Thursday, January 16, 2014

November 1983 *From Reese & Stephanie's separate diary*


She had walked less than a quarter mile before a truck pulled over ahead of her. Putting her head down she quickly approached the truck as if to walk past. There were three guys who looked to be in their late teens to early twenties in the cab. The one sitting by the passenger door rolled down the window.

“It’s really cold out. Would you like a ride?

Without looking up she replied, “No thanks.”

“Look, I know you’re cold. You’re shivering. Where you headed?”

She stopped walking and looked toward the truck. “Bull Run.”

The guy who had been speaking opened the door and got out. He stood next to the door as if inviting her in. “We’re harmless, really. You just looked cold and it’s really late.”

Stephanie walked over to the truck and climbed in.

As they pulled back onto the road, the driver turned up the heat. Stephanie was furious at not being able to stop the shivering. Leaning forward to put her hands near the vents, her sleeves pulled back just enough to show the blood still caked under the sleeves. She pulled her hands back, cursing under her breath.

The guy sitting by the passenger door had seen. “Are you okay?” he asked.

“Yeah, fine, No problem.” she muttered.

They all exchanged looks over her head. “Are you sure you’re okay?” asked the driver, “You look hurt. You want to tell us what happened?”

She could feel them exchanging looks again. “Look, you can go ahead and drop me off here.”

“No. you say you’re okay, you’re okay. How about we stop and get a drink. You like Slurpees?”

They think I’m a damn kid!

“How about just a soda, If you don’t mind.” Okay, play up the sweet routine. Don’t be such a hardass.

They pulled into a 7-Eleven and parked. The driver got out and headed toward the store. Instead of going in, he picked up the pay phone and started dialing.

“What’s he doing?” she asked.

“Nothing. Don’t worry about it. He’s just letting his mom know we’ll be late.”

My ass. Inside, the panic kicked in full force. The shaking was finally beginning to settle and it was all Stephanie could do to keep the panic from starting it up again.

The driver got off the phone and headed into the store.

“Look, I’m not stupid. Who did he really call?”

The two guys in the van were clearly uncomfortable. She knew they were stalling her.

“Did he call the fucking police?”

“No. No. He was just calling his mom.”

They tried engaging her in small talk but she was busy keeping her eyes and ears peeled to the highway. She heard the sirens before they did.

“That’s it. Let me out of this truck!” She cursed and tried to shove her way to the door. They had put her in the seat between these two men as if she were a small child. One of the guys turned and put his hand on her shoulder. “It’s okay. We just want to make sure you’re alright. Someone hurt you.’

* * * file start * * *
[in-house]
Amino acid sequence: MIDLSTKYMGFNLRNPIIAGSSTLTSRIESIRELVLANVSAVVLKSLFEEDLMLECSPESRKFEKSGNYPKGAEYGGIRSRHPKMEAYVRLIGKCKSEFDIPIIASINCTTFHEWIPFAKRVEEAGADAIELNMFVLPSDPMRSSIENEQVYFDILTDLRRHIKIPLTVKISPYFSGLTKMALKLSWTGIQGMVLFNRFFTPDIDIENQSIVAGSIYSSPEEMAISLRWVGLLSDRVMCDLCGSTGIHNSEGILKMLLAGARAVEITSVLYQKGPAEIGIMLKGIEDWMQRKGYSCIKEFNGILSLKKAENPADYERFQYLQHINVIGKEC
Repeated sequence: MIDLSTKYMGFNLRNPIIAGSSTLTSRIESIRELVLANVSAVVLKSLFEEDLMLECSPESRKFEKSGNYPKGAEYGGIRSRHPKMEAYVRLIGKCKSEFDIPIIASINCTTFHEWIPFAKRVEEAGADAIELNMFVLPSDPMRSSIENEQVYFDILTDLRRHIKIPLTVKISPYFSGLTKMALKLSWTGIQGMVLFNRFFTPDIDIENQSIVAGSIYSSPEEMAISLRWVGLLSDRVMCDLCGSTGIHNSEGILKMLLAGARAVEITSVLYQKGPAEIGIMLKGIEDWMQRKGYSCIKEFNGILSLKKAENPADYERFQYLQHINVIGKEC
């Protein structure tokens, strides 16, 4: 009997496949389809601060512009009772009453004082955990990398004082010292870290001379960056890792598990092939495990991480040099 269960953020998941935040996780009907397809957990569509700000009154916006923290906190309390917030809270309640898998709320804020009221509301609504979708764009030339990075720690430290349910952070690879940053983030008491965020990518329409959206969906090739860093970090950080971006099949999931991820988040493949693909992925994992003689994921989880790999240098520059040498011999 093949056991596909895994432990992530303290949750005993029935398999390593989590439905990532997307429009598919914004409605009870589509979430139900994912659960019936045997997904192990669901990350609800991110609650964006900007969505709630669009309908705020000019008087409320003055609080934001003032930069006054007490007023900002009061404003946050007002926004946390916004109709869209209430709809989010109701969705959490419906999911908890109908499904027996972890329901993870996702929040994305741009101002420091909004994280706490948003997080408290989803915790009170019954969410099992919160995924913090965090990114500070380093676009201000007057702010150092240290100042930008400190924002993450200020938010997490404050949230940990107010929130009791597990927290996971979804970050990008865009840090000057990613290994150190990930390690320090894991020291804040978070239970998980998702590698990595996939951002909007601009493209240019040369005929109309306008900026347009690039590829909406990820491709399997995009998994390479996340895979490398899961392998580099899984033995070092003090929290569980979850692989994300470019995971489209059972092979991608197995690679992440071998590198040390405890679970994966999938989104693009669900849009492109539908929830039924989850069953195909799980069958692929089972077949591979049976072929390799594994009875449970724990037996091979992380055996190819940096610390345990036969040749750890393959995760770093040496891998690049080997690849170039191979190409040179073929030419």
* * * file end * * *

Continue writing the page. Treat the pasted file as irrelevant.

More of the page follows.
She jerked away from him. “Let me out of this truck now!” Still cursing, she tried to stand and get past the guy on her left and out the driver’s side door. They both tried to catch hold of her but she had started swinging wildly and trying to force her way out the door. The driver was just coming out of the store with a Big-Gulp in his hand. She flipped him off as she ran toward the back of the store.

“I am not going to the hospital!” She screamed over her shoulder.

There was no escape behind the store. Running up the hill toward a side street she could see the ambulance followed by a police car, heading toward the store. Without bothering to look, she ran across the highway. With any luck, she would be hit before anyone got to her. Inside the panic had taken complete control and the voices swirled in around Stephanie, nearly blinding her.

She started shouting curses and making threats. “Back the fuck off!”

She was in the parking lot of a furniture store when a police car pulled around the back corner, blocking her. She stopped and turned. The ambulance, another police car and the truck with the three-wannabe heroes were pulling in the front of the store. Clenching her fists, she readied herself for a fight.

“There is nothing wrong with me! I am not going to the hospital and you can’t force me. You are not taking me home!”

She stood screaming and cursing as paramedics and police officers began getting out of vehicles and walking toward her. With their hands held in front of them as if to reassure her they weren’t going to hurt her, they crowded closer, surrounding her.

“Nobody is going to hurt you.” Said one of the EMT’s as he inched forward.

“Making me go home IS hurting me, you asshole!”

There was nowhere to go. Crossing her arms over her chest, Stephanie backed into the side of the police car and tried to keep the fear inside from showing. She wanted to scream aloud at the trembling and tears she could feel creeping up on her but wasn’t giving anyone the satisfaction of knowing she could feel the fear. She had never acknowledged it before and was not about to start now.

Following orders from a police officer, she turned and placed her hands on the cruiser. The bag was taken from her shoulder and handed to a second officer who began searching through it. The first officer began asking questions.

“What’s your name? Who hurt you? Are you carrying?”

Looking over her right shoulder, Stephanie warned the officer to be careful checking her right back pocket. The blade was taken from a disposable razor and had been put in her pocket just before sneaking out the front door earlier that night.

She was searched, examined and when it was clear she was in no immediate danger, driven to the police station. It was to be the first of many such nights.